Regulation M Adopting Release, 62 FR at 520.
    \9\ Exchange Act Release No. 33702 (Mar. 2, 1994), 59 FR 10984 
(Mar. 9, 1994) (``Rule 10b-21 Adopting Release''). Rule 10b-21(T) 
was initially adopted on a temporary basis. Exchange Act Release No. 
26028 (Aug. 31, 1988), 53 FR 33455 (Aug. 31, 1988). The Commission 
proposed the rule for public comment in 1987. Exchange Act Release 
No. 24485 (May 20, 1987), 52 FR 19885 (May 28, 1987) (``1987 
Proposing Release''). The Commission proposed three versions of Rule 
10b-21 prior to the 1987 Proposing Release. See Exchange Act Release 
No. 10636 (Feb. 11, 1974), 39 FR 7806 (Feb. 28, 1974); Exchange Act 
Release No. 11328 (Apr. 2, 1975), 40 FR 16090 (Apr. 9, 1975); 
Exchange Act Release No. 13092 (Dec. 21, 1976), 41 FR 56542 (Dec. 
28, 1976).
    Rule 10b-21 provided that, ``It shall be unlawful for any person 
who effects one or more short sales of equity securities of the same 
class as securities offered for cash pursuant to a registration 
statement filed under the Securities Act of 1933 (`Securities Act') 
or pursuant to a notification on Form 1-A under the Securities Act 
(`offered securities'), to cover such short sale or sales with 
offered securities purchased from an underwriter or broker or dealer 
participating in the offering, if such short sales or sale took 
place during the period beginning at the time that the registration 
statement or Form 1-A is filed and ending at the time that sales may 
be made pursuant to the registration statement or Form 1-A.'' Former 
Rule 10b-21(a).
    \10\ 53 FR at 33456.
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    Prior to Rule 10b-21's adoption, the Commission noted the staff's 
view about short selling prior to an offering, stating that ``it 
appears that such short selling prior to the offering date has had a 
substantial adverse impact on the market price of the securities and in 
some instances has caused the offerings to be postponed temporarily, to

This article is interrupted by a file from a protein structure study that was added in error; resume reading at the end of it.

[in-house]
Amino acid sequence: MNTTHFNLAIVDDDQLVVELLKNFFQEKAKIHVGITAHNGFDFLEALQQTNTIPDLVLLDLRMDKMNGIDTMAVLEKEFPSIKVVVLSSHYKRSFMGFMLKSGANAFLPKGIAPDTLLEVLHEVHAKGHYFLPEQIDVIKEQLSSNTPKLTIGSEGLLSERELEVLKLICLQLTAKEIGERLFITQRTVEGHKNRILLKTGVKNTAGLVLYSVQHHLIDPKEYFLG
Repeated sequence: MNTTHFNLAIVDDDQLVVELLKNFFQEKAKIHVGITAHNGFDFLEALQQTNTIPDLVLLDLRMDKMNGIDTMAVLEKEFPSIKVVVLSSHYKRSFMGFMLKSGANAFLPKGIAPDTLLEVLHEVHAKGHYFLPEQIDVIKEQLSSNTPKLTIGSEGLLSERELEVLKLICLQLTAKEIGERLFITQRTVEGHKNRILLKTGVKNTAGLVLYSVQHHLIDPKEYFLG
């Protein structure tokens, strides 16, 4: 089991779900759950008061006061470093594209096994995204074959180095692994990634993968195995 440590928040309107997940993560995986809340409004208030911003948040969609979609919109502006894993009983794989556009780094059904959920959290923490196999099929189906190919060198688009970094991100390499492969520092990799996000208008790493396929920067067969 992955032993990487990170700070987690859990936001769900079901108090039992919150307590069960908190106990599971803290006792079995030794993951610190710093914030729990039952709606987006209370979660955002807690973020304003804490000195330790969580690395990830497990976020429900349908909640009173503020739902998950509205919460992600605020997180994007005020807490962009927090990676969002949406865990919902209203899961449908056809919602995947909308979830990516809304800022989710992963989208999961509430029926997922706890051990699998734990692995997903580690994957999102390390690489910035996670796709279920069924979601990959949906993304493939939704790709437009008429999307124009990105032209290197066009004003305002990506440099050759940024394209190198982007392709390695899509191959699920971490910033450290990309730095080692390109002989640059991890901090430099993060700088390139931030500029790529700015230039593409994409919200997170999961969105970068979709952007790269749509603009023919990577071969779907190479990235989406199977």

be abandoned completely, or to be made at prices lower than originally 
intended--prices which do not reflect the market value of the 
securities, undistorted by artificial factors.'' \11\
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    \11\ Exchange Act Release No. 9824 (Oct. 25, 1972), 37 FR 22796 
(Oct. 25, 1972). In addition, the Commission noted the staff's view 
that ``Such investors and broker-dealers, desiring to participate in 
so-called `hot' issue offerings, agree to accommodate the 
underwriters and therefore participate in the so-called `cold' 
issue. Such persons reportedly then attempt to protect themselves 
against losses by selling the securities short prior to the 
distribution, intending to cover their position with the securities 
being offered.'' 37 FR at 22796.
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    Generally, the offering prices of follow-on and secondary offerings 
\12\ are priced at a discount to a stock's closing price (depending on 
the exchange, the closing transaction price, closing bid price, or last 
sale price) prior to pricing. This discount provides a motivation for a 
person who has a high expectation of receiving offering shares to 
capture this discount by aggressively short selling just prior to 
pricing and then covering the person's short sales at the lower 
offering price with securities received through an allocation. Covering 
the short sale with a specified amount of registered offering 
securities at a fixed price allows a short seller largely to avoid 
market risk and usually guarantee a profit.\13\ Short sales during the 
period immediately preceding pricing an offering can exert downward 
pressure upon a stock's price that can result in lower offering prices.
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    \12\ The first time an issuer conducts a public offering of its 
securities, the offering is referred to as an initial public 
offering (``IPO''). Subsequent offerings by the issuer are referred 
to as follow-on offerings or repeat offerings. A secondary offering 
is an offering of securities held by security holders, for which 
there already exist trading markets for the same class of securities 
as those being offered. See Exchange Act Release No 10636 (Feb. 11, 
1974), 39 FR 7806 n.1 (Feb. 28, 1974). Of course, IPOs also may 
include secondary offerings by selling security holders.
    \13\ Of course, there are additional risks including execution 
risk, quantity risk and litigation risk that the short seller might 
consider. Based on our experience, it would appear that many 
investors perceive these risks as minimal because they do not appear